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Volume 14, Issue 3, 2016
To evaluate the role of restoration in the recovery of the Delta ecosystem, we need to have clear targets and performance measures that directly assess ecosystem function. Primary production is a crucial ecosystem process, which directly limits the quality and quantity of food available for secondary consumers such as invertebrates and fish. The Delta has a low rate of primary production, but it is unclear whether this was always the case. Recent analyses from the Historical Ecology Team and Delta Landscapes Project provide quantitative comparisons of the areal extent of 14 habitat types in the modern Delta versus the historical Delta (pre-1850). Here we describe an approach for using these metrics of land use change to: (1) produce the first quantitative estimates of how Delta primary production and the relative contributions from five different producer groups have been altered by large-scale drainage and conversion to agriculture; (2) convert these production estimates into a common currency so the contributions of each producer group reflect their food quality and efficiency of transfer to consumers; and (3) use simple models to discover how tidal exchange between marshes and open water influences primary production and its consumption. Application of this approach could inform Delta management in two ways. First, it would provide a quantitative estimate of how large-scale conversion to agriculture has altered the Delta's capacity to produce food for native biota. Second, it would provide restoration practitioners with a new approach—based on ecosystem function—to evaluate the success of restoration projects and gauge the trajectory of ecological recovery in the Delta region.
Special Issue: The State of Bay–Delta Science 2016, Part 2
Food Webs of the Delta, Suisun Bay, and Suisun Marsh: An Update on Current Understanding and Possibilities for Management
This paper reviews and highlights recent research findings on food web processes since an earlier review by Kimmerer et al. (2008). We conduct this review within a conceptual framework of the Delta–Suisun food web, which includes both temporal and spatial components. The temporal component of our framework is based on knowledge that the landscape has changed markedly from historical conditions. The spatial component of our framework acknowledges that the food web is not spatially static; it varies regionally and across habitat types within regions. The review highlights the idea of a changing baseline with respect to food web function. New research also indicates that interactions between habitat-specific food webs vary across the current landscape. For example, based on early work in the south Delta, the food web associated with submerged aquatic vegetation was thought to provide little support to species of concern; however, data from other regions of the estuary suggest that this conceptual model may not apply across the entire region. Habitat restoration has been proposed as a method of re-establishing historic food web processes to support species of concern. Benefits are likely for species that directly access such restored habitats, but are less clear for pelagic species. Several topics require attention to further improve the knowledge of food webs needed to support effective management, including: (1) synthesis of factors responsible for low pelagic biomass; (2) monitoring and research on effects of harmful algal blooms; (3) broadening the scope of long-term monitoring; (4) determining benefits of tidal wetland restoration to species of concern, including evaluations of interactions of habitat-specific food webs; and (5) interdisciplinary analysis and synthesis. The only certainty is that food webs will continue to change in response to the changes in the physical environment and new species invasions.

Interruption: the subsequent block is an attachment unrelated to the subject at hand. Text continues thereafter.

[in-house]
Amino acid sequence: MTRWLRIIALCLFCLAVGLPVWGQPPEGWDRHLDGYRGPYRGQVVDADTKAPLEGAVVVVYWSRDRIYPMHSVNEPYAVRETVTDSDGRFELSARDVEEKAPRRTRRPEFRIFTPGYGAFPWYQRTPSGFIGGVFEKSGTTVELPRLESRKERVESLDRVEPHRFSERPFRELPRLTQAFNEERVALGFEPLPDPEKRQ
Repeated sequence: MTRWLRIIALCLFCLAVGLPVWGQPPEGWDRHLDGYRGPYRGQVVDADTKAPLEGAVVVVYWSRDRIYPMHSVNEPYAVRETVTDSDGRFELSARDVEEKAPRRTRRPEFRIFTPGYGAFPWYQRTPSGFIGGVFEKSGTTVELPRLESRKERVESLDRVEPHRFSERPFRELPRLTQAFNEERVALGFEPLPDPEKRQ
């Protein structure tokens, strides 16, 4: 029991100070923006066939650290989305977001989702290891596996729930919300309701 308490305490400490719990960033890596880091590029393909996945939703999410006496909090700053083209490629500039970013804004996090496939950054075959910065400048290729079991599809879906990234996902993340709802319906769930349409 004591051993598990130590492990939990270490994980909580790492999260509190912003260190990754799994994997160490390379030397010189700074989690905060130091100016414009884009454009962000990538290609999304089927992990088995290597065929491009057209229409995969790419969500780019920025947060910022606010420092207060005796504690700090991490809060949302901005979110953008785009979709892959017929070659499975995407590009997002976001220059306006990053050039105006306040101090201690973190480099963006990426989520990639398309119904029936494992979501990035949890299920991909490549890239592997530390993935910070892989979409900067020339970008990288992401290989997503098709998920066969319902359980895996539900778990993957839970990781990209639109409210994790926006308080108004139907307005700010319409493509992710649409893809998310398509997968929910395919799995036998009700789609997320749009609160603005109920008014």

Anthropogenic climate change amounts to a rapidly approaching, “new” stressor in the Sacramento–San Joaquin Delta system. In response to California’s extreme natural hydroclimatic variability, complex water-management systems have been developed, even as the Delta’s natural ecosystems have been largely devastated. Climate change is projected to challenge these management and ecological systems in different ways that are characterized by different levels of uncertainty. For example, there is high certainty that climate will warm by about 2°C more (than late-20th-century averages) by mid-century and about 4°C by end of century, if greenhouse-gas emissions continue their current rates of acceleration. Future precipitation changes are much less certain, with as many climate models projecting wetter conditions as drier. However, the same projections agree that precipitation will be more intense when storms do arrive, even as more dry days will separate storms. Warmer temperatures will likely enhance evaporative demands and raise water temperatures. Consequently, climate change is projected to yield both more extreme flood risks and greater drought risks. Sea level rise (SLR) during the 20th century was about 22 cm, and is projected to increase by at least 3-fold this century. SLR together with land subsidence threatens the Delta with greater vulnerabilities to inundation and salinity intrusion. Effects on the Delta ecosystem that are traceable to warming include SLR, reduced snowpack, earlier snowmelt and larger storm-driven streamflows, warmer and longer summers, warmer summer water temperatures, and water-quality changes. These changes and their uncertainties will challenge the operations of water projects and uses throughout the Delta’s watershed and delivery areas. Although the effects of of climate change on Delta ecosystems may be profound, the end results are difficult to predict, except that native species will fare worse than invaders. Successful preparation for the coming changes will require greater integration of monitoring, modeling, and decision making across time, variables, and space than has been historically normal.